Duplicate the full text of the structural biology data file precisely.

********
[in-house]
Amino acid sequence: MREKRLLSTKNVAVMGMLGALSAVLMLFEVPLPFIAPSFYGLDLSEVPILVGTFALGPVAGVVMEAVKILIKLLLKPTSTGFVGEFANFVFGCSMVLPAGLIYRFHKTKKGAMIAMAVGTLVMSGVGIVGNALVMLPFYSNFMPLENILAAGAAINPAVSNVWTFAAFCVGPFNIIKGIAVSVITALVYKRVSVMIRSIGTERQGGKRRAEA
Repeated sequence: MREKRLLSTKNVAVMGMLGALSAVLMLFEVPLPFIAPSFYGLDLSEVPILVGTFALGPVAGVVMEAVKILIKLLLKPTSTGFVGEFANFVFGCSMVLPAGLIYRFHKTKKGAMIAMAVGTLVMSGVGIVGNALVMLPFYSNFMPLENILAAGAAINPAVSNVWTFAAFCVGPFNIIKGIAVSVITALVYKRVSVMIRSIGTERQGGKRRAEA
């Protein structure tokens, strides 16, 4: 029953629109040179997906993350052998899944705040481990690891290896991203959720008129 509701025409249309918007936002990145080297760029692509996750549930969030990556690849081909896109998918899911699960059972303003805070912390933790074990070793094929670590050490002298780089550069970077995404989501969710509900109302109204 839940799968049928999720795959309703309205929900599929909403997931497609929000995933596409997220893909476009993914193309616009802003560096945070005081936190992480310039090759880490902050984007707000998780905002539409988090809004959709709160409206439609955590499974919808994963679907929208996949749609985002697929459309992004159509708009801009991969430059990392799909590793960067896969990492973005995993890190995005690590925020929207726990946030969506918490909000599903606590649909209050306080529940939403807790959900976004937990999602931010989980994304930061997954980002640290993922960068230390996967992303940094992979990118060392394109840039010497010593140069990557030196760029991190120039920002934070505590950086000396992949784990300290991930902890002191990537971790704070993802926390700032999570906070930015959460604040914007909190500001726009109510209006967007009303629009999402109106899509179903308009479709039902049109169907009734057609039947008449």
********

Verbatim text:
[in-house]
Amino acid sequence: MREKRLLSTKNVAVMGMLGALSAVLMLFEVPLPFIAPSFYGLDLSEVPILVGTFALGPVAGVVMEAVKILIKLLLKPTSTGFVGEFANFVFGCSMVLPAGLIYRFHKTKKGAMIAMAVGTLVMSGVGIVGNALVMLPFYSNFMPLENILAAGAAINPAVSNVWTFAAFCVGPFNIIKGIAVSVITALVYKRVSVMIRSIGTERQGGKRRAEA
Repeated sequence: MREKRLLSTKNVAVMGMLGALSAVLMLFEVPLPFIAPSFYGLDLSEVPILVGTFALGPVAGVVMEAVKILIKLLLKPTSTGFVGEFANFVFGCSMVLPAGLIYRFHKTKKGAMIAMAVGTLVMSGVGIVGNALVMLPFYSNFMPLENILAAGAAINPAVSNVWTFAAFCVGPFNIIKGIAVSVITALVYKRVSVMIRSIGTERQGGKRRAEA
């Protein structure tokens, strides 16, 4: 029953629109040179997906993350052998899944705040481990690891290896991203959720008129 509701025409249309918007936002990145080297760029692509996750549930969030990556690849081909896109998918899911699960059972303003805070912390933790074990070793094929670590050490002298780089550069970077995404989501969710509900109302109204 839940799968049928999720795959309703309205929900599929909403997931497609929000995933596409997220893909476009993914193309616009802003560096945070005081936190992480310039090759880490902050984007707000998780905002539409988090809004959709709160409206439609955590499974919808994963679907929208996949749609985002697929459309992004159509708009801009991969430059990392799909590793960067896969990492973005995993890190995005690590925020929207726990946030969506918490909000599903606590649909209050306080529940939403807790959900976004937990999602931010989980994304930061997954980002640290993922960068230390996967992303940094992979990118060392394109840039010497010593140069990557030196760029991190120039920002934070505590950086000396992949784990300290991930902890002191990537971790704070993802926390700032999570906070930015959460604040914007909190500001726009109510209006967007009303629009999402109106899509179903308009479709039902049109169907009734057609039947008449």